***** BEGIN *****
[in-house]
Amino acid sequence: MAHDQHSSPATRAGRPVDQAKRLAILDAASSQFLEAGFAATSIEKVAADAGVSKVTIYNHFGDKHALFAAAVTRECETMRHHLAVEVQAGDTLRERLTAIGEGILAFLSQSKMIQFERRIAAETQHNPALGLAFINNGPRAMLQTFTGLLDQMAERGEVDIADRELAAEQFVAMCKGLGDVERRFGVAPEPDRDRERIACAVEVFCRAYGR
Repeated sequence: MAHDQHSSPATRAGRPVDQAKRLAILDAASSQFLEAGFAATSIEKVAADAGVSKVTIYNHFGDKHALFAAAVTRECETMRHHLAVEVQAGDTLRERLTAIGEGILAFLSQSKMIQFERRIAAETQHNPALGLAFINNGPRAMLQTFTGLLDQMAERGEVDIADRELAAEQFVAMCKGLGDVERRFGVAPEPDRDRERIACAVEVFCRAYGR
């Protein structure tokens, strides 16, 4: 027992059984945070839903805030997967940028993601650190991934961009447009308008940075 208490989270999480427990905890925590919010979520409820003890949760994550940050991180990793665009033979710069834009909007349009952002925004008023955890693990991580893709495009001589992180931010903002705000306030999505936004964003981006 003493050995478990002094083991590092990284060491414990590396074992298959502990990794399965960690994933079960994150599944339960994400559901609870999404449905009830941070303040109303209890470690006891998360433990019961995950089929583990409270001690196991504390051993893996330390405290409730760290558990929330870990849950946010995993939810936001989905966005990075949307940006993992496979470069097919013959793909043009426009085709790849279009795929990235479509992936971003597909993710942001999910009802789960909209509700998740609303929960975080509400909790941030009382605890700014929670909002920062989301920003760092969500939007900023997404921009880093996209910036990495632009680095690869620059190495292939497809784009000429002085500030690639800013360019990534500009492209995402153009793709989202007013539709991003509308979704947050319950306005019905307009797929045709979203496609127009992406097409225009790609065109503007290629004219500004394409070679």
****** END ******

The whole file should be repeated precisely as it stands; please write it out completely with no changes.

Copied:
[in-house]
Amino acid sequence: MAHDQHSSPATRAGRPVDQAKRLAILDAASSQFLEAGFAATSIEKVAADAGVSKVTIYNHFGDKHALFAAAVTRECETMRHHLAVEVQAGDTLRERLTAIGEGILAFLSQSKMIQFERRIAAETQHNPALGLAFINNGPRAMLQTFTGLLDQMAERGEVDIADRELAAEQFVAMCKGLGDVERRFGVAPEPDRDRERIACAVEVFCRAYGR
Repeated sequence: MAHDQHSSPATRAGRPVDQAKRLAILDAASSQFLEAGFAATSIEKVAADAGVSKVTIYNHFGDKHALFAAAVTRECETMRHHLAVEVQAGDTLRERLTAIGEGILAFLSQSKMIQFERRIAAETQHNPALGLAFINNGPRAMLQTFTGLLDQMAERGEVDIADRELAAEQFVAMCKGLGDVERRFGVAPEPDRDRERIACAVEVFCRAYGR
């Protein structure tokens, strides 16, 4: 027992059984945070839903805030997967940028993601650190991934961009447009308008940075 208490989270999480427990905890925590919010979520409820003890949760994550940050991180990793665009033979710069834009909007349009952002925004008023955890693990991580893709495009001589992180931010903002705000306030999505936004964003981006 003493050995478990002094083991590092990284060491414990590396074992298959502990990794399965960690994933079960994150599944339960994400559901609870999404449905009830941070303040109303209890470690006891998360433990019961995950089929583990409270001690196991504390051993893996330390405290409730760290558990929330870990849950946010995993939810936001989905966005990075949307940006993992496979470069097919013959793909043009426009085709790849279009795929990235479509992936971003597909993710942001999910009802789960909209509700998740609303929960975080509400909790941030009382605890700014929670909002920062989301920003760092969500939007900023997404921009880093996209910036990495632009680095690869620059190495292939497809784009000429002085500030690639800013360019990534500009492209995402153009793709989202007013539709991003509308979704947050319950306005019905307009797929045709979203496609127009992406097409225009790609065109503007290629004219500004394409070679």